Clap, Clap, Clap, Wooshhh
Clap, Clap, Clap, Whooooo
Clap, Clap, Clap, Clap, Clap, Clap
What’s the magic word? Sasa!
Students in Years 3 to 6 at St Felix Catholic Primary Bankstown were among the primary school audiences that joined in a Torres Strait Islander dance during the first performance tour by Aboriginal and Torres Strait Islander students from Sydney Catholic high schools. The ensemble toured primary schools from November 23 to 27 to present cultural performance We are here.
The performance is the end product of the Archdiocese of Sydney’s Catholic Schools Performing Arts (CaSPA) program’s inaugural Goodjarga ‘Growing in Culture’ workshop series. The program aims to grow students’ leadership skills, stagecraft, and connection to culture.
We are Here was co-created by students and CaSPA’s Aboriginal and Torres Strait Islander Artistic Adviser, Sharon Zeeman. Each 60 minute performance consisted of a cultural presentation of dance, song and storytelling, followed by a Q&A with the director and cast.
The ensemble includes 15 indigenous students in Years 7 to 10 from St Ursula’s College Kingsgrove, Marist Sisters’ College Woolwich, Bethlehem College Ashfield, De La Salle Catholic College Ashfield, Clancy Catholic College West Hoxton, and Domremy College Five Dock.
Year 9 student at Clancy Catholic College Alicia Syron said she chose to join the ensemble to acknowledge and embrace her Birripi heritage. Birripi country is north of Sydney and includes the Port Macquarie area.
“I am very proud of my heritage,” she said. “I am aboriginal, so it’s very important for me to embrace it. I’ve loved showing other people my culture. It has been a really awesome week.”
Jordan Luke, in Year 10 at Clancy, is of Darug country, which covers the Penrith and Hawkesbury areas.
“This is the first time we have done a proper theatre show expressing our aboriginality,” he said. “I’ve been excited because doing this performance I now have a firmer knowledge of where I am from. I liked the last dance to Briggs’ The Children Came Back, because it shows traditional dances but also some of the modern dances. It’s good for everybody to relate to.”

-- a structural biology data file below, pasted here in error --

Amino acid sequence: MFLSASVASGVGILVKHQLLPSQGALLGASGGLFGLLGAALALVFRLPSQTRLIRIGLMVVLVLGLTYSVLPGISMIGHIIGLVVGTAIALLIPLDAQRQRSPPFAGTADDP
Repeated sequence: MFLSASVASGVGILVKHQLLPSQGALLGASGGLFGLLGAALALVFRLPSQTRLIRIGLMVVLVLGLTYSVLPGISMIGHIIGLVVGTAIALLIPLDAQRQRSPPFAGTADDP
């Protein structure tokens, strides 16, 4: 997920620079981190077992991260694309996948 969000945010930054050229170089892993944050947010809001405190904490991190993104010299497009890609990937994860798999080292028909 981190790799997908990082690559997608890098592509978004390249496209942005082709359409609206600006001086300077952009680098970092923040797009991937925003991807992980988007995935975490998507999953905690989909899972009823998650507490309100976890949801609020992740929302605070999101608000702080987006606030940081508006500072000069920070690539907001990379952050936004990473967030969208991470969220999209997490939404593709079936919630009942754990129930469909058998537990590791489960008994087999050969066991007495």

Alicia said the more contemporary Guthaumala was her favourite dance of the performance.
“I really enjoyed the meaning behind it,” she said. “Because we had the leaves in our hand, it had a lot of connection to land, which is how we are.”
The St Felix students watched and listened as the performers moved through a narrative that covered connection to land, language, welcome to country rituals, storytelling, grieving and the stolen generation. They then learnt Torres Strait Islander traditional dance Sasa. In it, participants sit cross-legged on the floor and perform percussive and rhythmic arm movements and chants.
CaSPA Secondary Archdiocesan coordinator Elizabeth Mullane said an extra day of performances was added to the students’ schedule to account for strong interest in the project.
“In selecting the students to be part of the ensemble we went out to schools and sat down and a yarning circle with them. The kids had very strong feelings about being proud of their culture, wanting to engage with it more and also wanting to share and teach people about it,” she said. “We’ve been doing traditional dance in traditional form, urban – a fusion of culture and contemporary – and Torres Strait Islander dances.
“They’ve also developed skills in general stage craft because there is storytelling. The students deliver a script that is interjected with singing and dance. They direct the piece from stage.”
The Goodjarga ‘Growing in culture’ toured the following schools:
St Mary’s Catholic Primary Erskineville
St Michael’s Catholic Primary Stanmore
St Ambrose Catholic Primary Concord West
St Mary’s Star of the Sea Primary Hurstville
St Charles Primary School Waverley
St Andrew’s Catholic Primary Malabar
St Peter Chanel Primary Regents Park
St Christopher’s Primary Holsworthy
St Felix Catholic Primary Bankstown
St Charles Catholic Primary Ryde
St Mark’s Catholic Primary Drummoyne